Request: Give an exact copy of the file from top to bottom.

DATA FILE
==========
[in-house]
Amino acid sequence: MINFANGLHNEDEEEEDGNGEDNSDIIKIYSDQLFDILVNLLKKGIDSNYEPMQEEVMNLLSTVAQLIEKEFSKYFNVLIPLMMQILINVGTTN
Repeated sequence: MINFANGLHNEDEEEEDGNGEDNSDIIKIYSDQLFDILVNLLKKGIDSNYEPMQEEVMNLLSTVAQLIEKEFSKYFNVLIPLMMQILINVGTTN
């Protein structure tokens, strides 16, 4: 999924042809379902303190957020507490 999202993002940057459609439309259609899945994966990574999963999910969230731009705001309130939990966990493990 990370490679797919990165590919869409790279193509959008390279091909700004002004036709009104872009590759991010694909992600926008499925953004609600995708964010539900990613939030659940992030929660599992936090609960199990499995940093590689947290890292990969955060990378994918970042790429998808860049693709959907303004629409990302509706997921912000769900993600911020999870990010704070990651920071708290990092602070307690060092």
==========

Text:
[in-house]
Amino acid sequence: MINFANGLHNEDEEEEDGNGEDNSDIIKIYSDQLFDILVNLLKKGIDSNYEPMQEEVMNLLSTVAQLIEKEFSKYFNVLIPLMMQILINVGTTN
Repeated sequence: MINFANGLHNEDEEEEDGNGEDNSDIIKIYSDQLFDILVNLLKKGIDSNYEPMQEEVMNLLSTVAQLIEKEFSKYFNVLIPLMMQILINVGTTN
């Protein structure tokens, strides 16, 4: 999924042809379902303190957020507490 999202993002940057459609439309259609899945994966990574999963999910969230731009705001309130939990966990493990 990370490679797919990165590919869409790279193509959008390279091909700004002004036709009104872009590759991010694909992600926008499925953004609600995708964010539900990613939030659940992030929660599992936090609960199990499995940093590689947290890292990969955060990378994918970042790429998808860049693709959907303004629409990302509706997921912000769900993600911020999870990010704070990651920071708290990092602070307690060092």